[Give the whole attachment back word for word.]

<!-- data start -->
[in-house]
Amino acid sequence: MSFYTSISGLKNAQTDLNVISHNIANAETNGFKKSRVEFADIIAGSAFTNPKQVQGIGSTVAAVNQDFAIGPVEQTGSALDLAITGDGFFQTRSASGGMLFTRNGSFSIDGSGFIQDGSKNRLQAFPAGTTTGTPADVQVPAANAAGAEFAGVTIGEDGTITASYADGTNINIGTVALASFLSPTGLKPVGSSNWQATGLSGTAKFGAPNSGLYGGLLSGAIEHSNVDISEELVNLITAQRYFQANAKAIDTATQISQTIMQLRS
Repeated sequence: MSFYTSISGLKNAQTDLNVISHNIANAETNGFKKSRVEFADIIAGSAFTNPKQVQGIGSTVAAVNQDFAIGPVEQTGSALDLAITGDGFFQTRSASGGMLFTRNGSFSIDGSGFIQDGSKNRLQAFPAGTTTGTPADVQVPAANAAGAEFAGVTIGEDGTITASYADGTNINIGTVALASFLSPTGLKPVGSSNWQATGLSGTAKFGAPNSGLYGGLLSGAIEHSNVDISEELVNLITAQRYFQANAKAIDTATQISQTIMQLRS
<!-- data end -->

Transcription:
[in-house]
Amino acid sequence: MSFYTSISGLKNAQTDLNVISHNIANAETNGFKKSRVEFADIIAGSAFTNPKQVQGIGSTVAAVNQDFAIGPVEQTGSALDLAITGDGFFQTRSASGGMLFTRNGSFSIDGSGFIQDGSKNRLQAFPAGTTTGTPADVQVPAANAAGAEFAGVTIGEDGTITASYADGTNINIGTVALASFLSPTGLKPVGSSNWQATGLSGTAKFGAPNSGLYGGLLSGAIEHSNVDISEELVNLITAQRYFQANAKAIDTATQISQTIMQLRS
Repeated sequence: MSFYTSISGLKNAQTDLNVISHNIANAETNGFKKSRVEFADIIAGSAFTNPKQVQGIGSTVAAVNQDFAIGPVEQTGSALDLAITGDGFFQTRSASGGMLFTRNGSFSIDGSGFIQDGSKNRLQAFPAGTTTGTPADVQVPAANAAGAEFAGVTIGEDGTITASYADGTNINIGTVALASFLSPTGLKPVGSSNWQATGLSGTAKFGAPNSGLYGGLLSGAIEHSNVDISEELVNLITAQRYFQANAKAIDTATQISQTIMQLRS